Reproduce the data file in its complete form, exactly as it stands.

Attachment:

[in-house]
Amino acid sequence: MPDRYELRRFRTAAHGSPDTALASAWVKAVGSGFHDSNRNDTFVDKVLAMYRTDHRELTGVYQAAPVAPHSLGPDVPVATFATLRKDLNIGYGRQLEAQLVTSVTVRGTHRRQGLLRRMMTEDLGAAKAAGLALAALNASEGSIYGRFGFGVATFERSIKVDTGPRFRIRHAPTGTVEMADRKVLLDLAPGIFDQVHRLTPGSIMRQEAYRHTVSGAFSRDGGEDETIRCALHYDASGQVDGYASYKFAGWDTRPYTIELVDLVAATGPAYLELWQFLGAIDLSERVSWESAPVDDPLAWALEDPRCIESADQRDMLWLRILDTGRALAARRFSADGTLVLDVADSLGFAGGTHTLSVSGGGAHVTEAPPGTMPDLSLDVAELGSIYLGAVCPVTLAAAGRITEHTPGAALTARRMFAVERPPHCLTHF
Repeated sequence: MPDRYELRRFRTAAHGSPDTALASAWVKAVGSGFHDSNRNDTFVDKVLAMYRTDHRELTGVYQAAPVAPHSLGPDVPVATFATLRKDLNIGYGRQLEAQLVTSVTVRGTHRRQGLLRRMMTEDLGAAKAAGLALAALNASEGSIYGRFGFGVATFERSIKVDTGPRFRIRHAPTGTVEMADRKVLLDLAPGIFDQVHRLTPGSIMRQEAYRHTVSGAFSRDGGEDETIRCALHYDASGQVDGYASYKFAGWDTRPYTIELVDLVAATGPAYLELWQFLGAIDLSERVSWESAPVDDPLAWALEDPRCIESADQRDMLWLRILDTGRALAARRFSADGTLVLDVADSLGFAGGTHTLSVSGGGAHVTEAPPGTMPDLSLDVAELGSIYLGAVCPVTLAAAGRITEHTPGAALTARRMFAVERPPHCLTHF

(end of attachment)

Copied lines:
[in-house]
Amino acid sequence: MPDRYELRRFRTAAHGSPDTALASAWVKAVGSGFHDSNRNDTFVDKVLAMYRTDHRELTGVYQAAPVAPHSLGPDVPVATFATLRKDLNIGYGRQLEAQLVTSVTVRGTHRRQGLLRRMMTEDLGAAKAAGLALAALNASEGSIYGRFGFGVATFERSIKVDTGPRFRIRHAPTGTVEMADRKVLLDLAPGIFDQVHRLTPGSIMRQEAYRHTVSGAFSRDGGEDETIRCALHYDASGQVDGYASYKFAGWDTRPYTIELVDLVAATGPAYLELWQFLGAIDLSERVSWESAPVDDPLAWALEDPRCIESADQRDMLWLRILDTGRALAARRFSADGTLVLDVADSLGFAGGTHTLSVSGGGAHVTEAPPGTMPDLSLDVAELGSIYLGAVCPVTLAAAGRITEHTPGAALTARRMFAVERPPHCLTHF
Repeated sequence: MPDRYELRRFRTAAHGSPDTALASAWVKAVGSGFHDSNRNDTFVDKVLAMYRTDHRELTGVYQAAPVAPHSLGPDVPVATFATLRKDLNIGYGRQLEAQLVTSVTVRGTHRRQGLLRRMMTEDLGAAKAAGLALAALNASEGSIYGRFGFGVATFERSIKVDTGPRFRIRHAPTGTVEMADRKVLLDLAPGIFDQVHRLTPGSIMRQEAYRHTVSGAFSRDGGEDETIRCALHYDASGQVDGYASYKFAGWDTRPYTIELVDLVAATGPAYLELWQFLGAIDLSERVSWESAPVDDPLAWALEDPRCIESADQRDMLWLRILDTGRALAARRFSADGTLVLDVADSLGFAGGTHTLSVSGGGAHVTEAPPGTMPDLSLDVAELGSIYLGAVCPVTLAAAGRITEHTPGAALTARRMFAVERPPHCLTHF